4. Europe weighing 40% emissions target by 2030
Meanwhile the Europeans are looking to the longer term according to Reuters at Climate Spectator.
Speaking on condition of anonymity, one source said the Commission was considering two legal targets to follow the three green energy goals that expire at the end of this decade.
They would be a 40 per cent carbon-reduction goal and a 30 per cent renewable energy use target. That compares with the 2020 targets of a 20 per cent carbon cut from 1990 levels, a 20 per cent share of renewable energy and a target to improve energy savings to 20 per cent.
There is division, however, with Poland saying the EU should not make any promises until there is a global deal, which is not expected until 2015.
5. Religious leaders make climate change an election issue
Religious leaders representing the Jewish, Islamic, Hindu, Buddhist, Christian and Catholic faith traditions entered the election campaign debate by calling on both Kevin Rudd and Tony Abbott to wind back coal exports and recognise the moral implications of inaction on climate change.
I heard it on the radio just before the election, but the open letter, organised by The Australian Religious Response to Climate Change (ARRCC), dates from the late June.
6. South Australia’s perfect energy mix
Cleaner, greener, cheaper, we are told.
I don’t know where we go with all this. For one thing the situation differs from state to state. SA has more utility-scale renewables, Qld has more rooftop solar. The cost of grid upgrades to meet exceptional demand are spread over reduced sales of grid electricity. I know that adequate mathematical models to produce optimal pricing don’t exist because I know people who are working on them.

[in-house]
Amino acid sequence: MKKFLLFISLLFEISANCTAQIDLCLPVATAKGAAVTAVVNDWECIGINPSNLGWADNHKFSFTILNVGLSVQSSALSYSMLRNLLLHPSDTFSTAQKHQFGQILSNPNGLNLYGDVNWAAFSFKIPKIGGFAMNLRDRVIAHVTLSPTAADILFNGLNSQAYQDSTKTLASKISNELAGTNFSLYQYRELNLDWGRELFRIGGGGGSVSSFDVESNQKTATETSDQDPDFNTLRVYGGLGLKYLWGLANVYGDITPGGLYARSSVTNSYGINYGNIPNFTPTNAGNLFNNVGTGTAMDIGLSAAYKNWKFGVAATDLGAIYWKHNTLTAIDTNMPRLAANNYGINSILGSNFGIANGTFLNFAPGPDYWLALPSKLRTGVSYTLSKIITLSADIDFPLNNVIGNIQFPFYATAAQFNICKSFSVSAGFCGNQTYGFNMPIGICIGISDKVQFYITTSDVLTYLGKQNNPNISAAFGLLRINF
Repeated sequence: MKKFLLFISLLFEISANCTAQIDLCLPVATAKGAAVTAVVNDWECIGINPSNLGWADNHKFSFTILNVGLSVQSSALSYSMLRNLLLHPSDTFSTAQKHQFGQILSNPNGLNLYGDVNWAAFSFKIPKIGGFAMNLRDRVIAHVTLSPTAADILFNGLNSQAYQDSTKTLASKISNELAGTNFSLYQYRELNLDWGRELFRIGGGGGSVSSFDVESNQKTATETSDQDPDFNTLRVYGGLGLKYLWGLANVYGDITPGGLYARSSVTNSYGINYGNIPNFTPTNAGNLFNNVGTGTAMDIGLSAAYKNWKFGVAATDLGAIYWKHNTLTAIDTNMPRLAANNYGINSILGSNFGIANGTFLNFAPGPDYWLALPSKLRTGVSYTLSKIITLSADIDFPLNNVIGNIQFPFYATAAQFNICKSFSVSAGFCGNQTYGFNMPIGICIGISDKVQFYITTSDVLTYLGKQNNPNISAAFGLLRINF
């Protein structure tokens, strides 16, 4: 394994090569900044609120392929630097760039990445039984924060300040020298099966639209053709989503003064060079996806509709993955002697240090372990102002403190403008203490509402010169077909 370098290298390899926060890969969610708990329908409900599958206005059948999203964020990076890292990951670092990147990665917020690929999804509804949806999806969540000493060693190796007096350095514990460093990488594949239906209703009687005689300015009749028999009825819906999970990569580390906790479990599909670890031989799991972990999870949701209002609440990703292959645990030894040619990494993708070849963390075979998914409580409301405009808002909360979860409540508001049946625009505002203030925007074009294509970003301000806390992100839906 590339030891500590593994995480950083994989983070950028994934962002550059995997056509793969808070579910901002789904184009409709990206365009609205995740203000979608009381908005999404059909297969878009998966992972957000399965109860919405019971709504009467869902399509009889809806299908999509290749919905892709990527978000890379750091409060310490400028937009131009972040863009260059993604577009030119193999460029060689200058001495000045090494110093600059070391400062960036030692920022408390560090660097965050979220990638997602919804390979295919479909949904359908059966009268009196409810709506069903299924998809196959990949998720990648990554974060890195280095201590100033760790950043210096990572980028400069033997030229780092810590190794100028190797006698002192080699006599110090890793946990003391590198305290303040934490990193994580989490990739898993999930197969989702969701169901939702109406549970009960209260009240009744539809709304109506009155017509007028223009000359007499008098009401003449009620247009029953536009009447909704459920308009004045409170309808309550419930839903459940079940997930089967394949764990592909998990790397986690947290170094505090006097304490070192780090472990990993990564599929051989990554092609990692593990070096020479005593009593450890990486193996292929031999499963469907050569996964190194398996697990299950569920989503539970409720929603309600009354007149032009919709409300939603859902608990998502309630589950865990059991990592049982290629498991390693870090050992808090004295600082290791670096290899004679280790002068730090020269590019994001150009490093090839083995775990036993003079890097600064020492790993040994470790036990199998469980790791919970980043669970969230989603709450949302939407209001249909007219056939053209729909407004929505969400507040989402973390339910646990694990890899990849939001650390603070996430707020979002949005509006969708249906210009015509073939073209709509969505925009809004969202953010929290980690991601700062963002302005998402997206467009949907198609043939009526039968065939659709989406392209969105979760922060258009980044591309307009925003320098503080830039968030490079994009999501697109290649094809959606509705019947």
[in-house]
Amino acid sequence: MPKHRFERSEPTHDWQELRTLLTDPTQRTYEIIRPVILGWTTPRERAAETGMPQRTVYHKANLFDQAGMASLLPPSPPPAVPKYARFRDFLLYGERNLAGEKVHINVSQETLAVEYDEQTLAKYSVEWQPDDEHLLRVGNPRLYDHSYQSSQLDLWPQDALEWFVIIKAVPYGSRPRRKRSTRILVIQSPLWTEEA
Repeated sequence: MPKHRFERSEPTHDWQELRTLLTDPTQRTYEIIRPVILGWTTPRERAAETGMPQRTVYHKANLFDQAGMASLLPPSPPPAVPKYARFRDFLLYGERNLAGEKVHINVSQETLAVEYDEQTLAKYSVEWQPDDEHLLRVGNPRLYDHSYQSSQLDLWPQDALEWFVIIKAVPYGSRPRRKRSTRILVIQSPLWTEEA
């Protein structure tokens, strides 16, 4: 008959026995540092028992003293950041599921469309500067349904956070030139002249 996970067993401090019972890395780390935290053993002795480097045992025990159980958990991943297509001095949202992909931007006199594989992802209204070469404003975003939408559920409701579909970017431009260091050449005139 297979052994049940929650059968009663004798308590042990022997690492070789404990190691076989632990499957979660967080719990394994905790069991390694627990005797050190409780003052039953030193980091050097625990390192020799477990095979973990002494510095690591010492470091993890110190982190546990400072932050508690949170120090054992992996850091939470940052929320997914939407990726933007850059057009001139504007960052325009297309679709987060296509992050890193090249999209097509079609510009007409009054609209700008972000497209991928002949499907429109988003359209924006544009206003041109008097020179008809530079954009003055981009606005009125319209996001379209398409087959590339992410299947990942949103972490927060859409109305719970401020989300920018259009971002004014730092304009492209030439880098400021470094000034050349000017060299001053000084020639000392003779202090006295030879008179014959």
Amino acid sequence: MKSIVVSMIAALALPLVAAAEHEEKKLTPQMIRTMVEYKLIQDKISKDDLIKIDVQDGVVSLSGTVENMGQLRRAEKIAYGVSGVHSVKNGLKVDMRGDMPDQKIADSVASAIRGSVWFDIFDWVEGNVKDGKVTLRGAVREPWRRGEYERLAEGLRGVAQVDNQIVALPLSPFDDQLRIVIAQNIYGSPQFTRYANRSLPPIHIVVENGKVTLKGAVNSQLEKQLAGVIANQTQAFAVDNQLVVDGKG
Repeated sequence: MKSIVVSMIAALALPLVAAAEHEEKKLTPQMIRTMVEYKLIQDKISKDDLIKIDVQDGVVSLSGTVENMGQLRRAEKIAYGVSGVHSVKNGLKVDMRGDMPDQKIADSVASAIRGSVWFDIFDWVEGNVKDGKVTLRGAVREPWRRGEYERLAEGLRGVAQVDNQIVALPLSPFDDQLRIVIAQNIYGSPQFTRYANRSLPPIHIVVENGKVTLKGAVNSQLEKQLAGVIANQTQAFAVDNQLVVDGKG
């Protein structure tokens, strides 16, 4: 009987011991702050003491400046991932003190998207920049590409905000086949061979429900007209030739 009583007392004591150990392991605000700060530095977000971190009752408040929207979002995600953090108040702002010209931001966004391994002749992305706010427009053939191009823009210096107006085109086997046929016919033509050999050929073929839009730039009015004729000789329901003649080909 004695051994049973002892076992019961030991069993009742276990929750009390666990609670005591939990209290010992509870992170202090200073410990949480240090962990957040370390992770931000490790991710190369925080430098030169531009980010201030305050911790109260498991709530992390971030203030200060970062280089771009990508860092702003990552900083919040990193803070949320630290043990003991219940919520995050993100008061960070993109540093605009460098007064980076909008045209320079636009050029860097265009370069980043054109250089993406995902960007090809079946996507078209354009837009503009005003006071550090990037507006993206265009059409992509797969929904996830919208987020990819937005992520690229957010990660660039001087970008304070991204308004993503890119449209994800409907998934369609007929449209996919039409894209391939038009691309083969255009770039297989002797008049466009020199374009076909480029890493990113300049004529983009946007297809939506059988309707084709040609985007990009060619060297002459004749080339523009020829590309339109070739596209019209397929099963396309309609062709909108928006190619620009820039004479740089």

The current mob in charge may decide to go down the path of Spain and the Czech Republic and tax the solar electricity you produce on your roof.
The latest electricity storage idea uses ancient steam engine technology. I doubt that would help in a week of rain, however.
7. Living with wind turbines
It’s not so bad, according to farm hosts who are deriving an income from wind farms.
Australian filmmaker Neil Barrett has made a film in which 15 hosts and some of their neighbours from the central Victorian district near the town of Waubra tell what it’s like to live surrounded by large turbines.
Hosts get $8,000 per turbine and with 10 turbines you can effectively drought-proof your farm. So money seems an effective cure for “wind turbine syndrome”. Plus resentment that the name of the town has been appropriated by a feral group of anti-wind lobbyists, none of whom live within 125km of the town.
The author goes on to discuss other evidence about this supposed phenomenon.
8. Cleaner air from tackling climate change ‘would save millions of lives’
Finally, action on climate change can be justified on grounds of health alone.
West’s team compared two futures, one in which climate change is stabilised by aggressive cuts in greenhouse gas emissions and one in which emissions are not curbed. The scientists then modelled how this affected air pollutants and the consequent effects on health.
They found that 300,000-700,000 premature deaths a year would be avoided in 2030, 800,000 – 1.8 million in 2050 and 1.4 million to 3 million in 2100.
And here’s the money equation:
A key finding was that the value of the health benefits delivered by cutting a tonne of CO2 emissions was $50-$380, greater than the projected cost of cutting carbon in the next few decades. The benefits do not accrue from reductions in CO2 per se but because of associated pollutants released from burning fossil fuels.